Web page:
See also : Cars II Cars 1920s Cars 1930s Cars 1930-33 Cars 1934-35 Cars in movies
Chronology : 1931 1935
1929 Model J Lightweight by Murphy
2021 SOLD for $ 5.7M by RM Sotheby's
1929 is a breakthrough year for many reasons. The creation of Cord Corporation streamlines the legal structure of the group. Released in December 1928, the Duesenberg Model J chassis emerges as the best in its class. The Lycoming 420 cubic inch straight-eight engine is producing 265 hp at 4,200 rpm.
The Model J rolling chassis was based on a sturdy ladder frame in alloy steel designed for top performance. Conceived as a competitor to Rolls Royce and Isotta Fraschini, it targeted the wealthy US customers from Hollywood and elsewhere.
Various leading coach builders including Murphy in California, LeBaron in New York and Derham in Philadelphia prepared open bodied Duesenberg cars suitable for enjoying the roads under the American sun and for being better visible by the public.
The pinnacle of the 1929 Model J by Murphy is the Disappearing top torpedo convertible coupe, different from the basic coupe by its tapered speedster boattail. Only two were fitted with a lightweight coachwork in polished bare aluminum.
One of them is in beautiful condition, featuring much of the original aluminum carefully restored for a maximum saving. Its chassis is original but the engine has been replaced by a period correct Duesenberg engine. It was sold for $ 5.7M from a lower estimate of $ 3.5M by RM Sotheby's on May 22, 2021, lot 156. Please watch the video shared by the auction house.
1930 Model J Convertible Coupe by Murphy
2021 SOLD for $ 4M by Gooding
The most luxurious body produced by Murphy for the Duesenberg Model J was the two passenger convertible coupe of which about 60 were made between 1929 and 1932.
A 1929 Duesenberg Model J coachworked by Murphy as a convertible coupe was sold for $ 3.3M on September 3, 2022 by Worldwide Auctioneers, lot 620. It keeps its original engine, body, chassis and firewall.
A basic Convertible coupe from 1929 was sold for $ 2.53M by Morphy on October 11, 2015, lot 37 here linked on the bidding platform LiveAuctioneers. This unrestored car in all original condition is only 33,000 miles from new.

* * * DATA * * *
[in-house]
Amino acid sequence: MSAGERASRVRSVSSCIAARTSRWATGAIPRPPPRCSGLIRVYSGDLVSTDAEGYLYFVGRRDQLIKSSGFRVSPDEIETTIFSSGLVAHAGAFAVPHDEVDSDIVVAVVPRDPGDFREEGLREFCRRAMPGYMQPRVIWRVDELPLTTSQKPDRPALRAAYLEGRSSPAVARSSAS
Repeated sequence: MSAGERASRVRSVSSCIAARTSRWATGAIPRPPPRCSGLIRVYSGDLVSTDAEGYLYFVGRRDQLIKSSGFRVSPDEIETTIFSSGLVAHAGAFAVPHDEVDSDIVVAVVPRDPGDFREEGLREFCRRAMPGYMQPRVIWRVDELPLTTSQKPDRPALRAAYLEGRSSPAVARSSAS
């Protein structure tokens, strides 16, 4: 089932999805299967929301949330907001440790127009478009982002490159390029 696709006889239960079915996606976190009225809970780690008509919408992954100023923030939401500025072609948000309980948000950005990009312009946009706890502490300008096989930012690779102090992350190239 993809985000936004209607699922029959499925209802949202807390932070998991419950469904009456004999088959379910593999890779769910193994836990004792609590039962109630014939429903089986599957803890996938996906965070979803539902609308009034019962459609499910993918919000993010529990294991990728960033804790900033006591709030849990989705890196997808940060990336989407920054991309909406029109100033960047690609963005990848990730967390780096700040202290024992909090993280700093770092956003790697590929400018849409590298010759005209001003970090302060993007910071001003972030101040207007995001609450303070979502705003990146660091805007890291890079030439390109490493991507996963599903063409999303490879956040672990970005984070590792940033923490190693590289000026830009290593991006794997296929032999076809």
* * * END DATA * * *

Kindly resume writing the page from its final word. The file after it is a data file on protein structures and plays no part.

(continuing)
From the same year and maker, a Disappearing top convertible coupe was sold for $ 1.9M by RM Auctions on August 18, 2012, lot 229 and a Cabriolet for € 1.04M by Artcurial on February 8, 2013, lot 381.
A 1930 convertible sedan by Murphy was sold for $ 3.5M by RM Sotheby's on March 5, 2022, lot 154. A 1931 tourster by Derham was sold for $ 3.4M by RM Sotheby's on January 27, 2022, lot 152.
25 convertible coupes made by Murphy on the Duesenberg Model J had from special orders the disappearing top folding down into a low pile behind the seats. This variant is somehow the counterpart of the phaeton designed by LeBaron for the same chassis. With its disappearing side windows, this sleek machine looked like a roadster.
A 1930 Model J bodied as a disappearing top convertible coupe by Murphy was sold for $ 4M by Gooding on August 14, 2021, lot 122. It is illustrated in first position in the pre sale press release.
It had from a request by its first owner the relocating of the dual spare wheels from the side mounts to the rear, a lovely option that highlights the elegance of the fenders. During a recent restoration, the car was reunited with its original rear hub supporting the spare wheels, a piece that had waited such a matching for three decades.
The specialist also rebuilt the engine in exacting standards meeting the tolerances defined in the factory blueprints. The car won a prestigious 100 point score and a first in Duesenberg class at the 2019 Pebble Beach Concours d'Elegance.
One of only two created with rear spares, this comprehensively restored and authenticated 1930 #Duesenberg Model J Disappearing Top Convertible Coupe represents the zenith of West Coast coachbuilding. #PebbleBeachAuctions— Gooding & Company (@goodingandco) July 10, 2021
Register to Bid: https://t.co/cYeef63uUa pic.twitter.com/fikKzK4lgh
1930-(1931) Model J Convertible Coupe by Murphy
2023 SOLD for $ 4.3M by RM Sotheby's
In a first phase, the top folded down into a pile behind the driver's seat, as for most convertibles of the time. By 1931 the top folded down into a low well behind the seat and was covered by a leather tonneau and later by a metal lid. The folded top associated with the disappearing windows provided the best sporting look to the car, much enjoyed in Hollywood.
A Duesenberg Model J Disappearing top coupe by Murphy made in 1930 but titled 1931 was originally or slightly later finished in a primrose yellow with apple green fenders. It was once owned in that configuration by a son of Buster Keaton.
Still in that livery, this eccentric car of the 1930s had a later career in movies and in television series, beginning in 1962 with What Ever Happened to Baby Jane ?, the thriller film that narrated the long term consequences of a car accident in 1935.